Saturday will mark the second anniversary of the Supreme Court's decision in Citizens United vs. Federal Election Commission. The vultures it unleashed now are coming home to roost.
If ever there was proof of the legal aphorism that "bad cases make bad law," it is Citizens United. In 2007, the not-for-profit advocacy group Citizens United produced a scurrilous film attacking then-Sen. Hillary Clinton, D-N.Y., a candidate for the 2008 Democratic presidential nomination.
The organization sued the Federal Election Commission seeking to prevent enforcement of provisions in the Bipartisan Campaign Reform Act of 2002 that would have prevented Citizens United from buying TV time to advertise and televise its movie in Democratic primary states.
A lower court rejected Citizens United's request, but the Supreme Court took up the appeal in 2009, not once, but twice, insisting that the case be argued on the widest possible grounds to avoid "chilling" political speech.
The resulting 5-4 decision said that corporations — not just not-for-profits like Citizens United, but all corporations and associations, including labor unions — had the same right as individual citizens to spend unlimited amounts of money on election campaigns, as long as they did not coordinate their efforts with those of candidate committees.
The court said that the government could impose disclosure requirements enabling "the electorate to make informed decisions and give proper weight to different speakers and messages." But political operatives quickly found a loophole in what the Internal Revenue Service classifies as 501(c)4 "social welfare" corporations that don't require disclosure of donors' names. Congressional Republicans have continued to block efforts to mandate disclosure.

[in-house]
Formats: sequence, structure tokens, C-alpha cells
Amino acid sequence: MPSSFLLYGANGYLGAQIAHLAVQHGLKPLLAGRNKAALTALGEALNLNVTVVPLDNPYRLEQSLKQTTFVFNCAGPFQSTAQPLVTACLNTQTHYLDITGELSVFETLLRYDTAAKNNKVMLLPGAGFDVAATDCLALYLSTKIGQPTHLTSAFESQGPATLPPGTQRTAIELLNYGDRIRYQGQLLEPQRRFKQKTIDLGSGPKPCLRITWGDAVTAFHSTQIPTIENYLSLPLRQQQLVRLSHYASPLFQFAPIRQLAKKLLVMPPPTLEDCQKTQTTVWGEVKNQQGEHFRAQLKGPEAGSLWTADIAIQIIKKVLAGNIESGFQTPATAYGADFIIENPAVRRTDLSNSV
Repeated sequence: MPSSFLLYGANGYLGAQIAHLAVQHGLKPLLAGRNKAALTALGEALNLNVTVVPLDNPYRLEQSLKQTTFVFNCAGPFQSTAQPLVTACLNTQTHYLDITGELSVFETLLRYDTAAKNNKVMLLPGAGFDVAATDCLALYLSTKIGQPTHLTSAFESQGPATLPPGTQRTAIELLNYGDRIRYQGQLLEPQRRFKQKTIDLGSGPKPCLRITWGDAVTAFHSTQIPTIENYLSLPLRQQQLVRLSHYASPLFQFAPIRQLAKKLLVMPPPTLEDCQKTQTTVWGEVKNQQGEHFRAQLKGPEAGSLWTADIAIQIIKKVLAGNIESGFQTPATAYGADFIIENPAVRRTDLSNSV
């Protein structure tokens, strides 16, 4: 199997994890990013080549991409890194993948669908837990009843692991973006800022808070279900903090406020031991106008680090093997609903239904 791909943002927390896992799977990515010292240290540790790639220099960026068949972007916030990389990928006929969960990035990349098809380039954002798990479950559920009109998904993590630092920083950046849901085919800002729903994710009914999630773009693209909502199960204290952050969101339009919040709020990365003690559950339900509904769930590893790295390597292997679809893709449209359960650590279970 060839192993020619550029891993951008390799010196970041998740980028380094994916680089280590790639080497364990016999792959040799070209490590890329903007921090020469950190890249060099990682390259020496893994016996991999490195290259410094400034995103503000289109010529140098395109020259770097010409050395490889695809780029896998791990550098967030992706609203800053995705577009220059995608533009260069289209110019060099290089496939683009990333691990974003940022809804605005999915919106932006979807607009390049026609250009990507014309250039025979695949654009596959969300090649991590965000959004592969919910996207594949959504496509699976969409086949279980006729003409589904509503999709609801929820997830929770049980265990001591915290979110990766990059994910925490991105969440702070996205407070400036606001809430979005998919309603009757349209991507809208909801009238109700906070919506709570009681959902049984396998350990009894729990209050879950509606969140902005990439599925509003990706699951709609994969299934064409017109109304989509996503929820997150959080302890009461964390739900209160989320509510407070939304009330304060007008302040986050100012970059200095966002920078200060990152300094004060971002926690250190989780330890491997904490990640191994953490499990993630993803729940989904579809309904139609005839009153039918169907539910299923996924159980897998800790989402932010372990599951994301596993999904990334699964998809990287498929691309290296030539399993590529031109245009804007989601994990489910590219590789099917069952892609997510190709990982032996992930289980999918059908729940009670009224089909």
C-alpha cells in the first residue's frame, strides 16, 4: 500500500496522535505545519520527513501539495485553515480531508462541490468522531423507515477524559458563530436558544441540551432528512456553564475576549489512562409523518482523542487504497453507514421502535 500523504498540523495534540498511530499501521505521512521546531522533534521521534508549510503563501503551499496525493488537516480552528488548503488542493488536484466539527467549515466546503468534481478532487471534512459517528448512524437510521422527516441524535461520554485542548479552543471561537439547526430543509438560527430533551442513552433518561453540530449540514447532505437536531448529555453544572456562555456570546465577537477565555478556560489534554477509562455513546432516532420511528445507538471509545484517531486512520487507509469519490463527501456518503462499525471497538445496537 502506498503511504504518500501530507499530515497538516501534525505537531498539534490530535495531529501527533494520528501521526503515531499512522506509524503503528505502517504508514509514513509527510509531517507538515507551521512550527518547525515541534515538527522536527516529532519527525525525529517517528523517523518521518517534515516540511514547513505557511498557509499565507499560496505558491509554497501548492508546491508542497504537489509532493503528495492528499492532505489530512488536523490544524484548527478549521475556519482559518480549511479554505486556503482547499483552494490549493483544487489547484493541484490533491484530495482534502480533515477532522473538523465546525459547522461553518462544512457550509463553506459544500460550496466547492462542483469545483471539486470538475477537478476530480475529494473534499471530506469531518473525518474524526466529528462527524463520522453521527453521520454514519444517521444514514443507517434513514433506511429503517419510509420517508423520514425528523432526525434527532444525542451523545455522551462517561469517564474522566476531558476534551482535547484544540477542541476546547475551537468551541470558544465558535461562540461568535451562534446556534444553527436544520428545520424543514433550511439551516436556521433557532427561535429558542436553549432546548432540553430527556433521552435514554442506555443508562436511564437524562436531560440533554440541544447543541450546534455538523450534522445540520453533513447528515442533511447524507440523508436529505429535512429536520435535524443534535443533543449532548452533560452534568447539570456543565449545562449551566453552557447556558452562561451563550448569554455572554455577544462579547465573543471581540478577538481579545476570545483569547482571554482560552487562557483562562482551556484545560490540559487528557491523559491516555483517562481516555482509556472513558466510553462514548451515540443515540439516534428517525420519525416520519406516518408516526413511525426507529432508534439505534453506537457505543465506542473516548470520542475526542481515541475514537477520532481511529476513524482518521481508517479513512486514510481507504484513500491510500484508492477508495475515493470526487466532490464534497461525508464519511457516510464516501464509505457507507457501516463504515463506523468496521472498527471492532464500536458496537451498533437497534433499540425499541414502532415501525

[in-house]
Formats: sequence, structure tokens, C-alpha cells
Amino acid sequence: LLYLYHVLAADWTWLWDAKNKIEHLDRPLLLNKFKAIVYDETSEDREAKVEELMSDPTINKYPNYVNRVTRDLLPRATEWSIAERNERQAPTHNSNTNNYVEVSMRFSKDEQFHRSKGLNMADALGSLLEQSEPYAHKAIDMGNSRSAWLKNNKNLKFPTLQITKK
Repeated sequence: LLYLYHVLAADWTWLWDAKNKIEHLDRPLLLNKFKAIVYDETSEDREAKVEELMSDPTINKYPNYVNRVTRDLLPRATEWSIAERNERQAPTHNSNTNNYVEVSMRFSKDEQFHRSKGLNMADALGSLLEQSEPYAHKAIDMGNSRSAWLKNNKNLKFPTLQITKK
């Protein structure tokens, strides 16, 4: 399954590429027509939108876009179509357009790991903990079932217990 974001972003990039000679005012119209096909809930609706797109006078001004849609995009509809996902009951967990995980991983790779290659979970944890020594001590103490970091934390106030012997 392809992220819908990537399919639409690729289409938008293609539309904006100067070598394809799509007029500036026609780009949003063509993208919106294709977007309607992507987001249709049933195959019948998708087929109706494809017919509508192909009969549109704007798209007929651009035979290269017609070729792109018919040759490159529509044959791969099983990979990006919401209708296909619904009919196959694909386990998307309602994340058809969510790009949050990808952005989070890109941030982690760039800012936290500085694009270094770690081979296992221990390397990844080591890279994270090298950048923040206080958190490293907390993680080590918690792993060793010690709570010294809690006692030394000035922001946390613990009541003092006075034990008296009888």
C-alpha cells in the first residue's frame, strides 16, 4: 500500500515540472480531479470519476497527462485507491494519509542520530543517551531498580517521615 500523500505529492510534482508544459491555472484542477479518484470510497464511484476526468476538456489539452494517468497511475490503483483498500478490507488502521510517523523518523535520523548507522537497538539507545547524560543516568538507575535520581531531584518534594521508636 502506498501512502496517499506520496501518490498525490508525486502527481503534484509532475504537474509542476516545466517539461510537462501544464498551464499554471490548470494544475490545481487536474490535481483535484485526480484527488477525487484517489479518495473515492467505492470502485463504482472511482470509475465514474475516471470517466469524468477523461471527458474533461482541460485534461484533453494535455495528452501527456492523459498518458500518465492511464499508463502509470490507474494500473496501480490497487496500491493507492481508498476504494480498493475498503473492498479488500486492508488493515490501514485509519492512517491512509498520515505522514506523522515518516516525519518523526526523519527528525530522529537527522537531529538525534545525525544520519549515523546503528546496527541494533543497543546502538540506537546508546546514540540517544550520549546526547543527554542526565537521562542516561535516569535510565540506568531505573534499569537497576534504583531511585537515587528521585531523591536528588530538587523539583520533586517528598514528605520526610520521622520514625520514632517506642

Citizens United had an immediate impact in the 2010 elections, when $30.6 million, most of it from anonymous sources, was spent by outside organizations unaffiliated with political parties to influence elections. Counting party-related organizations, $210 million was spent by independent groups in 2010, according to the Center for Responsive Politics.
Spending this year will dwarf that. Because independent organizations, now organized as "super political action committees," overwhelmingly support conservative candidates or causes — nine of the top 10 spending groups so far this year have conservative credentials — President Barack Obama's campaign expects to have to raise $1 billion in public donations to counter the secret assault. Democratic Senate and House candidates are on their own and easily could be buried in an avalanche of attack ads funded by secret money.
So far this year, however, Citizens United has had its greatest impact on the Republican presidential candidates. A super PAC linked to Mitt Romney gutted Newt Gingrich's campaign in Iowa. A Gingrich-friendly committee promised to retaliate with a full-bore assault on Romney in South Carolina. On Friday, Gingrich "asked" the committee to back off.
All of this is shameful in many ways. Corporations are not people, and money is not speech. The Supreme Court has ruled otherwise, effectively disenfranchising most Americans. The disclosure loopholes allow politicians to buy government in secret. And anyone who thinks candidate committees aren't illegally coordinating activities with "independent" super PACs is simply naive.
The FEC should be enforcing the rules, but the six-member commission is made up of three commissioners from each party and is gridlocked like everything else in Washington. Obama has appointed new commissioners to fill vacancies, but Republicans are blocking confirmation votes.
Nothing is at stake here but the integrity of elections and the legitimacy of the U. S. government.
© 2012 St. Louis Post-Dispatch